Thursday, August 11, 2016

Thursday Morning Links

This and that for your Thursday reading.

- William G. Gale, Hilary Gelfond and Aaron Krupkin examine the evidence as to the effects of upper-class tax cuts, and find that they serve no purpose but to concentrate wealth and power in the hands of those who already have the most:
[Donald Trump's economic] plan won’t generate economic growth. We’ve been down this road before. For example, Reagan’s tax cuts did not boost the long-term growth rate, according to authorities like conservative economist Martin Feldstein, who was a Reagan appointee, and Douglas Elmendorf, former head of the Congressional Budget Office.

No one even proffers the suggestion that George Bush’s tax cuts – featuring lower income and estate taxes, like Trump’s plan– helped the growth rate, and for good reason. There is simply no evidence that it did.

Other countries have tried cutting top tax rates, too. The evidence shows that tax cuts for the rich help the rich accumulate more wealth, but don’t do anything much for economic growth.

Or, ask the people of Kansas how their income tax cuts have worked out. Listen to the stories about having to cut education and other spending and raise regressive taxes to make up for the absence of the promised growth miracle. Indeed, because of the massive rise in debt, Trump’s tax plan may actually hurt growth.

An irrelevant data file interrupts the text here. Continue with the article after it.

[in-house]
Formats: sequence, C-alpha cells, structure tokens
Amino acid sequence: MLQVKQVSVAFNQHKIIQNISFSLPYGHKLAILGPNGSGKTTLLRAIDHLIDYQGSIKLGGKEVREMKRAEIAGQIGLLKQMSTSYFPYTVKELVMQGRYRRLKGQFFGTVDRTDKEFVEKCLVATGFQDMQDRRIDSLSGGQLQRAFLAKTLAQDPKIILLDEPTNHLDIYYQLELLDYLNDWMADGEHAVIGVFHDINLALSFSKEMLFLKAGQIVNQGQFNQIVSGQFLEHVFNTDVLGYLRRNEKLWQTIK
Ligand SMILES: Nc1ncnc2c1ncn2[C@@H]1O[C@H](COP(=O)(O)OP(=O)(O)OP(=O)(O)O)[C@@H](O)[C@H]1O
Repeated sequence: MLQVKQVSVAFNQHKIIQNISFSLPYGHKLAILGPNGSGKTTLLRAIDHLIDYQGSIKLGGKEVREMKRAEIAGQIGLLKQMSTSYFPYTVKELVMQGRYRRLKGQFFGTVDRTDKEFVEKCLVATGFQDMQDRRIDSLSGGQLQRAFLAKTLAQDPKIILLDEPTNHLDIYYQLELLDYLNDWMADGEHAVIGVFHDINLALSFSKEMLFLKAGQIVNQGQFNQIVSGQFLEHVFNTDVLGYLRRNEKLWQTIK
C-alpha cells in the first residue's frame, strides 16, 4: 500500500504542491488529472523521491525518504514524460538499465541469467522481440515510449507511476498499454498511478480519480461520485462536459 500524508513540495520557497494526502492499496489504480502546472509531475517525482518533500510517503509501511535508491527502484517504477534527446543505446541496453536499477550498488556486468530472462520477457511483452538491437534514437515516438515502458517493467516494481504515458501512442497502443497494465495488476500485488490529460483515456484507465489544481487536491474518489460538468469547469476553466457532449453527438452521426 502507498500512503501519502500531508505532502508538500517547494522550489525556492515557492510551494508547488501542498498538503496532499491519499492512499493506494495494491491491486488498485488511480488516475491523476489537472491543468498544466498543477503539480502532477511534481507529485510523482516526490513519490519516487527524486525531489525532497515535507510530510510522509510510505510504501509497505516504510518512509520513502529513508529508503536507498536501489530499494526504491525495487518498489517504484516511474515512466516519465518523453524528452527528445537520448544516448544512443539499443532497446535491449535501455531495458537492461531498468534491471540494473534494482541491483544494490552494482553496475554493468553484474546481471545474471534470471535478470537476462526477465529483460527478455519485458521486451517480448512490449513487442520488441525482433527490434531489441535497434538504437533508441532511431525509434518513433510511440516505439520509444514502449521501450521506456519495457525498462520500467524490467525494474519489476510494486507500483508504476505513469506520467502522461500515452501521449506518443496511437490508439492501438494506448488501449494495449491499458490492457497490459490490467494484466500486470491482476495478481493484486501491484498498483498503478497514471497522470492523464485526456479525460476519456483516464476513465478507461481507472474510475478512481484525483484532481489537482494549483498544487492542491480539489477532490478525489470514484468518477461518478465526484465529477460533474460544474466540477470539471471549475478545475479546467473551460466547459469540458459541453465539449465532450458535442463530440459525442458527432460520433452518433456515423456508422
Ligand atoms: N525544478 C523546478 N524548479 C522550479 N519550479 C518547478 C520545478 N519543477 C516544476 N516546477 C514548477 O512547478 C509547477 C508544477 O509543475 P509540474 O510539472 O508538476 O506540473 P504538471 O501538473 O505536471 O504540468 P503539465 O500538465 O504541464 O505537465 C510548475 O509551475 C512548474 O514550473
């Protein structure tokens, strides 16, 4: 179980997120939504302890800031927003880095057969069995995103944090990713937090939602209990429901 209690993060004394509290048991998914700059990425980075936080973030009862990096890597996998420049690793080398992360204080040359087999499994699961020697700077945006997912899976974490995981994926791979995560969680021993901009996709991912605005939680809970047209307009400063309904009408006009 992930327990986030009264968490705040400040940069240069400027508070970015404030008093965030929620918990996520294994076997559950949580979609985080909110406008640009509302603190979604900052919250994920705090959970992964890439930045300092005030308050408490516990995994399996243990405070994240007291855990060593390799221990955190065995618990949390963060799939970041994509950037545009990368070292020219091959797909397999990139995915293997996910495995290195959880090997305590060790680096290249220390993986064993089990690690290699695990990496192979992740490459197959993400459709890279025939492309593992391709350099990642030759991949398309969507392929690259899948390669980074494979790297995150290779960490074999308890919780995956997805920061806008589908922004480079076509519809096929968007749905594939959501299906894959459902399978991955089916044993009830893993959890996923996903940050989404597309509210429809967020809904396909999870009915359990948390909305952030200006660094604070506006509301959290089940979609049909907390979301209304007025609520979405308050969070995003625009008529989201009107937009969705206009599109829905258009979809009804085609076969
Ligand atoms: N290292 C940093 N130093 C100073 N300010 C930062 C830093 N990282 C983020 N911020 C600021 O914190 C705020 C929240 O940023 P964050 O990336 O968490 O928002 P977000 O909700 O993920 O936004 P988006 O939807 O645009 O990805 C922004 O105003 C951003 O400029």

- Chris Dillow argues that grossly excessive executive compensation should be seen as just as much of problem from the right as from the left. And Christopher Shell and Frank Stilwell highlight the spread of income inequality in Australia.

- Joanna Smith and Jordan Press report on the federal government's analysis of the need for proactive pay equity legislation rather than a system limited to addressing complaints.

- Crystal Warner comments on the federal government's own failure to pay our public servants due to the Phoenix pay system debacle. And Bob Barnetson tells the stories of workers fired due to a supposed lack of work after informing a major employer of serious health and safety concerns - only to see their jobs taken over by more pliable replacements.

- Finally, Franklin Warsh offers a useful example as to how the social determinants of health can manifest themselves in drastically different outcomes for people who seem on the surface to be in similar positions.

No comments:

Post a Comment